There is considerable experimental evidence, referenced earlier, supporting the conclusion that people are conditional cooperators: They condition actions based on their beliefs regarding prevailing norms of behavior. They cooperate if they believe their partners are also likely to do so, and they are unlikely to act cooperatively if they believe that others will not.

The environment in which people interact shapes both the social and economic returns to following cooperative norms. For instance, many aspects of groups within the work environment will determine whether cooperation can be an equilibrium in behavior among group members or whether it is strictly dominated by more selfish actions. Competition across firms can play two distinct roles in affecting this. First, there is a static equilibrium effect, which arises from competition altering rewards from cooperative versus selfish behavior, even without changing the distribution of firms. Competition across firms punishes individual free-riding behavior and rewards cooperative behavior. In the absence of competitive threats, members of groups can readily shirk without serious payoff consequences for their firm. This is not so if a firm faces an existential threat. Less markedly, even if a firm is not close to the brink of survival, more intense market competition renders firm-level payoffs more responsive to the efforts of group members. With intense competition, the deleterious effects of shirking are magnified by large loss of market share, revenues, and, in turn, lower group-level payoffs. Without competition, attendant declines in quality or efficiency arising from poor performance have weaker, and perhaps nonexistent, payoff consequences. These effects on individuals are likely to be small in large firms where any specific worker’s actions are unlikely to be pivotal. However, it is possible that employees overestimate the impact of their actions or instinctively respond to competition with more prosocial attitudes, even in large teams (21).

Competition across firms does not typically lead to a unique equilibrium in social norms but, if intense enough, can sustain a cooperative group norm. Depending on the setting, multiple different cooperative group equilibria differentiated by the level of costly effort can also be sustained. For example, if individuals are complementary in production, then an individual believing co-workers to all be shirkers and thus unable to produce a viable product will similarly also choose to exert low effort. An equilibrium where no one voluntarily contributes to cooperative tasks is sustained, and such a workplace looks to have noncooperative norms. In contrast, with the same complementary production process, and a workplace where all other workers are believed to be contributing high effort, a single worker will optimally choose to exert high effort as well to ensure viable output. In that case, a cooperative norm is sustained. When payoffs are continuous in both the quality of the product and the intensity of the competition, then the degree of cooperative effort that can be sustained can be continuously increasing in the intensity of market competition across firms. We have formalized this in an economic model that we include in the Supplementary Materials.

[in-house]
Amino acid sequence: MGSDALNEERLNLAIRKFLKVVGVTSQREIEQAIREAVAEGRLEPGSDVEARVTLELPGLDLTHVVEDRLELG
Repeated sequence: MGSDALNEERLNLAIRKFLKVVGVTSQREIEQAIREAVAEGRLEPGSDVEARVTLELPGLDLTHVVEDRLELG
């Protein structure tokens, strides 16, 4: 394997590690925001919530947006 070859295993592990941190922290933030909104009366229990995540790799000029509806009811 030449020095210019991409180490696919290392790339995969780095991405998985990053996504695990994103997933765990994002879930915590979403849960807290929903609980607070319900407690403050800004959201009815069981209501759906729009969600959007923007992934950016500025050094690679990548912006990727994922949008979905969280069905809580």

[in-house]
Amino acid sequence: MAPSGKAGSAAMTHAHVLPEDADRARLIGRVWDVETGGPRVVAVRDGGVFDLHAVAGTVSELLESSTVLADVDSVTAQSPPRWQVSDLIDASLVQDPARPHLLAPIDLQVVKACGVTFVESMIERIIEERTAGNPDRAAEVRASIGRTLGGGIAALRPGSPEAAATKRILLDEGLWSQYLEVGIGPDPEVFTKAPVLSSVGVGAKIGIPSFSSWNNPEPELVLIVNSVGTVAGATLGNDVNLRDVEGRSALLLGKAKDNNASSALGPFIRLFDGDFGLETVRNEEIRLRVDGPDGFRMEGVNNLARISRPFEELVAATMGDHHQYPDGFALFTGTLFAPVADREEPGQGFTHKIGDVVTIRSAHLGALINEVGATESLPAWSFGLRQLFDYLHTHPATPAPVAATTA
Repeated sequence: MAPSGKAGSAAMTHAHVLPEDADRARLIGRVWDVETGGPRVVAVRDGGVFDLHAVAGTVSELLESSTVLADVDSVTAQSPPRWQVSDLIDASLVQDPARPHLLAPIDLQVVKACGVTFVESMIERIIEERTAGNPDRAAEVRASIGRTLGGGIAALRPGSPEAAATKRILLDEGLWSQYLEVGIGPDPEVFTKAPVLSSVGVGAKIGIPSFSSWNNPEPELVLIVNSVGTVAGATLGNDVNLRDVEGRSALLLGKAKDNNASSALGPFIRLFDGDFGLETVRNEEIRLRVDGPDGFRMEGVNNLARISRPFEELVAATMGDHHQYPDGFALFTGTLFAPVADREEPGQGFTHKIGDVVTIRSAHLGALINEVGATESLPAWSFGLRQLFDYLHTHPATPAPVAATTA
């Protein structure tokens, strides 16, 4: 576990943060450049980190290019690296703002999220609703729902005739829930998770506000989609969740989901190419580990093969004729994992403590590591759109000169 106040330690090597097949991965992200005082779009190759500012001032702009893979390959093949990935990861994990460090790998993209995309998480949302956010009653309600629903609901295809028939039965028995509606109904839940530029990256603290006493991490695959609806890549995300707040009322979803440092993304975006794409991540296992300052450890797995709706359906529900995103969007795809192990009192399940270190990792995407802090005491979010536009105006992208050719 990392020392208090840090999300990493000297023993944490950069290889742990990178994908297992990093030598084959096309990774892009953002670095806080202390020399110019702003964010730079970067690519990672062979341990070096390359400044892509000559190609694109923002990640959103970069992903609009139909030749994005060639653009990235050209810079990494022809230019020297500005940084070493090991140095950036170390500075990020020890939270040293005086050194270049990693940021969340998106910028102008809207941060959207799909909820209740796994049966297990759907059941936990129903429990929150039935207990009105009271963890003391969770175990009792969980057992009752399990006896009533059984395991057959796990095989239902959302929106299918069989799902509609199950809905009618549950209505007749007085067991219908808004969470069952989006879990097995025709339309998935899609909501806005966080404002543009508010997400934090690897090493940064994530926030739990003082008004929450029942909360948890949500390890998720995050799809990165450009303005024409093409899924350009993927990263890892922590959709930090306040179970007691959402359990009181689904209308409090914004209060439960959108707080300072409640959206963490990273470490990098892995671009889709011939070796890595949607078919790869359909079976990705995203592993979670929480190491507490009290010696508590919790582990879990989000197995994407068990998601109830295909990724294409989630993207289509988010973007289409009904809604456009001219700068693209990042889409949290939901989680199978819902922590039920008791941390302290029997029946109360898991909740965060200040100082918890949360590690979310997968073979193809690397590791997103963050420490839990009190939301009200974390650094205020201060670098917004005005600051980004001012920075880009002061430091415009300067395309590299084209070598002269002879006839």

Competition’s first effect is thus to make it possible, but not necessary, for group-level cooperative norms to arise as equilibria. The literature has shown that there are many other ways to stabilize cooperative norms as equilibria, such as institutional punishment, third-party punishment, or reputations. Cross-group competition may also enhance these other well-studied mechanisms for generating cooperative norm equilibria, but with or without these factors, it has a general effect of tilting the set of equilibria toward those featuring cooperative norms.

The second effect of market competition is a dynamic selection effect. This is the effect most usually emphasized in the literature on CGS. Competition selects among the array of equilibrium norms displayed, those firms that converge on the best ones. Firms featuring cooperative norms should be able to outcompete those unable to sustain cooperation, and hence producing low-quality output. The more intense the competition, the greater the selective pressure, implying that the better firms expand more quickly and the weaker firms decline and shut down more rapidly. This selective effect has been argued to operate in a number of ways: via firm decline and exit, via migration from less successful to more successful firms that are expanding and hiring, and via mimicry (organizations selectively imitating and copying the behaviors or norms that prevail in their more successful competitors). Richerson and Boyd (22) precisely discuss how mimicry allows selection to still occur at the group level.